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Maria Ho on Women, Poker and China: "What if We Just Got Rid of Ladies Events?"

Maria Ho interview

If the poker world is still perceived as a male-dominated environment, it is probably because it hasn’t had many people as determined and capable as Maria Ho.

During the past decade, the Los Angeles-based 31-year-old player from Taipei, Taiwan, worked as hard as possible to get herself a name in the poker industry and help the game to fight against clichés and ignorance. As a result, she managed to put together over $1.6 million in live tournament winnings and important records. To date, Ho has been the last woman standing at the World Series of Poker in 2007 and 2014, and also the holder of the second largest single cash a female has ever had at the WSOP after she scored $540,020 for her second place finish in the $5,000 No-Limit Hold'em event in 2011.

Ranked by the Global Poker Index as the third best female poker player in the world, Ho is not only an internationally acclaimed player, but also a significant figure and voice for the whole industry.

A graduate student with a major in Communication and a minor in Law at the University of California, San Diego, today Ho is the celebrity spokesperson for the WinStar World Casino and also one that many mainstream media turn to when they seek someone able to promote poker in a smart and engaging way.

PokerNews caught up with Ho while she was in Europe to know more about her views on poker, her mission to promote the game, and the real possibilities that poker may finally be able to conquer a promising market in China.

PokerNews: Besides being the celebrity spokesperson for the WinStar World Casino, you are generally recognized to be one of the best ambassadors of the game. What does this mean to you?

Maria Ho: It is very important to me to get the chance to be a positive example for the poker community and also to mainstream media, and that’s why I try to spread the good word about poker. Unfortunately, there is still a stigma attached to poker, and I feel like I have to fight against it all the time. When I tell people that I am a poker player, a lot of them really react by giving me a weird look.

I would like poker to be more widely accepted. I want that the next time I say that I am a poker player and that I play poker for a living, people will not only understand what I do, but will also know that there is a lot of great and generous people that are part of the game.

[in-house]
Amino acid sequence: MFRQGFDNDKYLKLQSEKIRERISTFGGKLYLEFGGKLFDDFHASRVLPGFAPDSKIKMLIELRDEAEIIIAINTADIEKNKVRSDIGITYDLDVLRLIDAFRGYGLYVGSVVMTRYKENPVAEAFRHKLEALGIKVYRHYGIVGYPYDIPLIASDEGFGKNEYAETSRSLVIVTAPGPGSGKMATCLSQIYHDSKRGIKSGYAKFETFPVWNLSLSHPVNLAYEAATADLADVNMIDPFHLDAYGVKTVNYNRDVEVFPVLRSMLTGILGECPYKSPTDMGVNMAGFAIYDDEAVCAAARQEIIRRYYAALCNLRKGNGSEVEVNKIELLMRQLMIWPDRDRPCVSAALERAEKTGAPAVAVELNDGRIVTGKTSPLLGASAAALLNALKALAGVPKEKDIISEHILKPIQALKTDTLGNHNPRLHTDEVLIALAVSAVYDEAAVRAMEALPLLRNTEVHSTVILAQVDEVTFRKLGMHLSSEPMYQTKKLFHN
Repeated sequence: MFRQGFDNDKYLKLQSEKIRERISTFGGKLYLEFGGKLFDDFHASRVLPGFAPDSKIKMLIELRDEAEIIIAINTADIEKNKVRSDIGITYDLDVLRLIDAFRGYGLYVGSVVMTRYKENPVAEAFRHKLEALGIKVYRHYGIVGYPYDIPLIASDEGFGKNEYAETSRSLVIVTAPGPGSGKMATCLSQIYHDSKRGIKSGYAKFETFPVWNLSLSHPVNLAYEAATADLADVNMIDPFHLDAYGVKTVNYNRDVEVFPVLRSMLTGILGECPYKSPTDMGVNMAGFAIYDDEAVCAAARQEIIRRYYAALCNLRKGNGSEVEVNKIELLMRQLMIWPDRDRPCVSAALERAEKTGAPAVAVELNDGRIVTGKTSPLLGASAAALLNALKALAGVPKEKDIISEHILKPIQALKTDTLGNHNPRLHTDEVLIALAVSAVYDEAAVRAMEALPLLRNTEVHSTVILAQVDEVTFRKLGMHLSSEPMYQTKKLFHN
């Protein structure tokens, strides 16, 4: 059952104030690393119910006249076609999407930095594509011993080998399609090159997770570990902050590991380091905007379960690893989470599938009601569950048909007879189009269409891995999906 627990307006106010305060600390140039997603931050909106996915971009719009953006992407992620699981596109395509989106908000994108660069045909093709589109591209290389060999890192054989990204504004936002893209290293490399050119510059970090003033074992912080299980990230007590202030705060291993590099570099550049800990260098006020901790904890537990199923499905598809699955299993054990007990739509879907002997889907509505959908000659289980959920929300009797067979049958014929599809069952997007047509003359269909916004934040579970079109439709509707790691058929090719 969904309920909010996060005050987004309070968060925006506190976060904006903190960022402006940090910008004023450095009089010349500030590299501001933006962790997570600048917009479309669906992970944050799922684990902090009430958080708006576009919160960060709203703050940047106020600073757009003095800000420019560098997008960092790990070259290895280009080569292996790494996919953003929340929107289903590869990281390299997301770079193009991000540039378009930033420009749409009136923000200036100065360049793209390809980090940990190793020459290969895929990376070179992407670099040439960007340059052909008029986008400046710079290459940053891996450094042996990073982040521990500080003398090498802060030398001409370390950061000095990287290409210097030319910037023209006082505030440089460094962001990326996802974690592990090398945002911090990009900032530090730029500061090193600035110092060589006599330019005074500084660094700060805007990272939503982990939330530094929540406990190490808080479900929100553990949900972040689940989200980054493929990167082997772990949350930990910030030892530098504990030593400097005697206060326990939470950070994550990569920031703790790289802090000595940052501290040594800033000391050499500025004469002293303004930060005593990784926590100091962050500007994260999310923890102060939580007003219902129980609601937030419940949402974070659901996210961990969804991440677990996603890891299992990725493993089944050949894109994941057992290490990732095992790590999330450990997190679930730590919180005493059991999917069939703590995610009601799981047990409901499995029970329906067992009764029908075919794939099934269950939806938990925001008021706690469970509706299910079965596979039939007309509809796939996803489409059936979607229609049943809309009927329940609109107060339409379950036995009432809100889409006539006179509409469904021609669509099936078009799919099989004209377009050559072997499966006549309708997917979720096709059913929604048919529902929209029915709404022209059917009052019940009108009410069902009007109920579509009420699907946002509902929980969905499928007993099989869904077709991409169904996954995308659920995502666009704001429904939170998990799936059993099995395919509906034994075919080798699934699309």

What do you do to promote the positive image of the game?

I think that a lot of it is just about being open and friendly. It’s about answering questions from fans and from people in general, especially as I think a lot of people simply do not really understand how poker works. Essentially, poker is a social game. I think that's how it started and this is why people enjoy playing live more than online — because when you play live, you get to sit and interact with your opponents.

When something bad happens at the poker table, I get up from it and I just leave it where it belongs. You know, I am a positive person, and if the way I do things help to make somebody enjoy the game a little bit more, and maybe even come back again and play again, then that's great for poker and that's great for all of us.

During 2014, a number of rooms including PokerStars and Full Tilt decided to significantly change their approach to sponsorships and team pros. From your perspective, are these purely business-oriented decisions or is there something new in what rooms and people expect from those we consider to be professional players?

In the past, I think being a pro used to be all about results. It was all about the fact that if you were a good poker player, then you could become a professional and, all of a sudden, turn yourself into a brand. Today, I think that being a pro includes a lot more than that. Like I have said, I think it's about being accessible and also being able to combine this with good results.

As a pro, you need to realize that you are somehow doing something a lot bigger than yourself. If you consider how the poker economy has become in 2014, as a pro you need to work hard to make the game gain more popularity. You need to open it up to new players, to people who has never heard of it before.

In this sense, I feel that I have a very special role being both an ambassador of the game and a woman, because to this day women are still an important yet untapped group of new poker players. Today, a lot of women feel comfortable playing online, but they don't feel comfortable coming out to live events — have you ever asked yourself why this happens?

You have to bridge that gap, and I feel like that's my priority, that's my responsibility as a woman who has found her way into this game.

Since you brought up the issue of women and poker, how do you think we could bring more women into poker’s ecosystem? Are ladies events the very best we can do?

Let me propose you something crazy. I have actually given this some thought, and as you have mentioned the ladies events, let me propose you this: what if we just got rid of the ladies events?

What if we made it so that if a woman wants to play poker, she has to play poker with everybody else? I think we underestimate the will of a woman; I think that if you make them choose between to play at an open event or not play at all, they will come.